Some ECB Officials Prefer June for Next Policy ShiftBy and
Others favor series of small tweaks in language starting March
No decision on adjusting forward guidance has been taken
As the European Central Bank considers when to start signaling the end of its crisis-era stimulus, some officials prefer delaying any significant change in language until June, according to people familiar with the matter.
While one faction of the Governing Council wants to start a series of small tweaks in their policy wording at the next meeting on March 8 -- setting them on the path to winding down their bond-buying program -- others prefer to gather more evidence that inflation will pick up, said the people, asking not to be identified because the debate was private. No decision has been taken, the people said.
The ECB’s current guidance links the outlook for quantitative easing to progress on bringing inflation sustainably back toward 2 percent. Waiting until June to shift that commitment to keep policy accommodative would surprise economists and investors, who mostly foresee action in March or the following meeting in April. While policy makers agree that their approach must be gradual, their informal discussions suggest that they’re still unsure how to proceed.
An ECB spokesman declined to comment.
ECB President Mario Draghi argued on Thursday that the differences between Governing Council members’ views were “much less substantive” than at previous occasions.
“We’re not talking about deep, existential differences,” he said. However, “there may be differences when to say certain things.”
Speculation about the ECB’s next policy step increased after an account of the December meeting revealed that officials “widely shared” the view that guidance would need to evolve gradually, with the first changes potentially already on the cards at the start of the year.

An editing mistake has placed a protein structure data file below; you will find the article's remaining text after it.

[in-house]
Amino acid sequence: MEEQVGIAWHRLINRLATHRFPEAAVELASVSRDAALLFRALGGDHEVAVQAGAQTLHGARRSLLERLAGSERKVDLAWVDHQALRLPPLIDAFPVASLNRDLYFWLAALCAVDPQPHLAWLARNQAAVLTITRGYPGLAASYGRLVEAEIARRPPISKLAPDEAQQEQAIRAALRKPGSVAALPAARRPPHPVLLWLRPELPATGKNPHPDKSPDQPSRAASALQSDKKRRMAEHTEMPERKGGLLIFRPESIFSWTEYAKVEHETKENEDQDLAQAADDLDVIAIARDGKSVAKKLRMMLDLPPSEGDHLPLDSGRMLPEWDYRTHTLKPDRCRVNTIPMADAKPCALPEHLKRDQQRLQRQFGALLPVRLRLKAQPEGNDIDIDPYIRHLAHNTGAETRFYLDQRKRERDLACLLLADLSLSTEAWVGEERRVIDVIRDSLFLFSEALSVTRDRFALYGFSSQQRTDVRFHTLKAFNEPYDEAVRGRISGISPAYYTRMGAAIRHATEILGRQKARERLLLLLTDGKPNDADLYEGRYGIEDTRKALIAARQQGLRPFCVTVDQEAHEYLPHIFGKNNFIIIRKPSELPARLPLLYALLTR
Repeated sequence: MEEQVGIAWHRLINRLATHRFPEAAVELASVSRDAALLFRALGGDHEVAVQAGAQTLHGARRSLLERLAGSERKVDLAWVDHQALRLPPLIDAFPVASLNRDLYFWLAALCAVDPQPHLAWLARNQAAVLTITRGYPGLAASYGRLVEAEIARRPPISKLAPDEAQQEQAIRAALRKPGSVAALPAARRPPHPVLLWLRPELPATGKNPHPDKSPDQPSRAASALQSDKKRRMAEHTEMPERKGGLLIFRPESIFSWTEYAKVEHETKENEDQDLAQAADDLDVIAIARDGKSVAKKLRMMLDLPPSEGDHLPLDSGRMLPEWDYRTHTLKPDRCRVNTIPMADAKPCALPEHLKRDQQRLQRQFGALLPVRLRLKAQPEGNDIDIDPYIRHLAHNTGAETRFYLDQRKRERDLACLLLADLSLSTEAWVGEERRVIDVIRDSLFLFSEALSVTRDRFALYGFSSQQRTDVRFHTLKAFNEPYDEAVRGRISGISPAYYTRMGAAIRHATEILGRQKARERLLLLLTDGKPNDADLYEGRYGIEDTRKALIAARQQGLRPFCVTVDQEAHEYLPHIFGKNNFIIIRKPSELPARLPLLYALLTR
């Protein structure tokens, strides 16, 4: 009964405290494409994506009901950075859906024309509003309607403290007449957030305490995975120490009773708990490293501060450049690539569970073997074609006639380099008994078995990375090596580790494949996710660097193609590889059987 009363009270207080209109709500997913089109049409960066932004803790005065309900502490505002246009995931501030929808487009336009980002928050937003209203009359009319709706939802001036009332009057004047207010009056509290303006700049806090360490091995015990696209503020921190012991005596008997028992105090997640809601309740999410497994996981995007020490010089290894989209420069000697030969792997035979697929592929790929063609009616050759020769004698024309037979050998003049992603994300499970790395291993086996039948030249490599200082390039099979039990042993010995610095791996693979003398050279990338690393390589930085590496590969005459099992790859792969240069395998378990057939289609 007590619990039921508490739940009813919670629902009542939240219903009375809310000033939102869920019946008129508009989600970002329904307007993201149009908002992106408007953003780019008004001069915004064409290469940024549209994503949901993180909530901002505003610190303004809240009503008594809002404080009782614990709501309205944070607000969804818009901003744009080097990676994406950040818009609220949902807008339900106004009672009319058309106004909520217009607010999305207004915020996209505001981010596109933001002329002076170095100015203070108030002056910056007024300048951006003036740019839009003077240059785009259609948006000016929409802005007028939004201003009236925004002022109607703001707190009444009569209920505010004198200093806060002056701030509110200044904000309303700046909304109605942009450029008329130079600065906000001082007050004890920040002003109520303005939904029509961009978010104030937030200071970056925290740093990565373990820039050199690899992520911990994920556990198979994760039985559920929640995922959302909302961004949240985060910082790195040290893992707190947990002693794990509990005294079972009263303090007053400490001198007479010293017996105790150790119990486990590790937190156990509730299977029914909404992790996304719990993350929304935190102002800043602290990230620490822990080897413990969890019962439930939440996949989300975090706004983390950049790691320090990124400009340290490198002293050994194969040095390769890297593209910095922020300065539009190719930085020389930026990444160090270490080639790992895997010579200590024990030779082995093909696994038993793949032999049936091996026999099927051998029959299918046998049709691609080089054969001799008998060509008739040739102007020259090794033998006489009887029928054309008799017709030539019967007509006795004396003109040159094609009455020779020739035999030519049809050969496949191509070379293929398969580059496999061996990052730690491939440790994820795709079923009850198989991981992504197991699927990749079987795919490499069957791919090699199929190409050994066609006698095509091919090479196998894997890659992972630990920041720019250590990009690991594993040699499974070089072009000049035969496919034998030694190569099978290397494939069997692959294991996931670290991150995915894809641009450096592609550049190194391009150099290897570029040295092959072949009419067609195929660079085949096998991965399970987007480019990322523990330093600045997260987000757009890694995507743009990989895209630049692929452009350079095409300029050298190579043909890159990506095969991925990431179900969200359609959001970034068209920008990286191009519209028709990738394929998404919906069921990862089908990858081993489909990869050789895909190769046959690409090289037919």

When asked about those remarks at his press conference, Draghi said that at the time, “the only discussion that took place was about the need to have a discussion.” According to his official comments, the debate hasn’t made much progress since.
“The discussion hasn’t really started,” he told reporters after the ECB kept all parts of its stimulus unchanged. “We really went through events since October to now, trying to basically assess whether something has changed and there hasn’t been much of change, other than the continuing strengthening of the economy.”
Economists surveyed by Bloomberg before Thursday’s meeting predicted the Governing Council will change its forward guidance on asset purchases in March, before announcing a definite end date for QE in July. They forecast that bond-buying would be reduced to zero by December.
— With assistance by Piotr Skolimowski, and Zoe Schneeweiss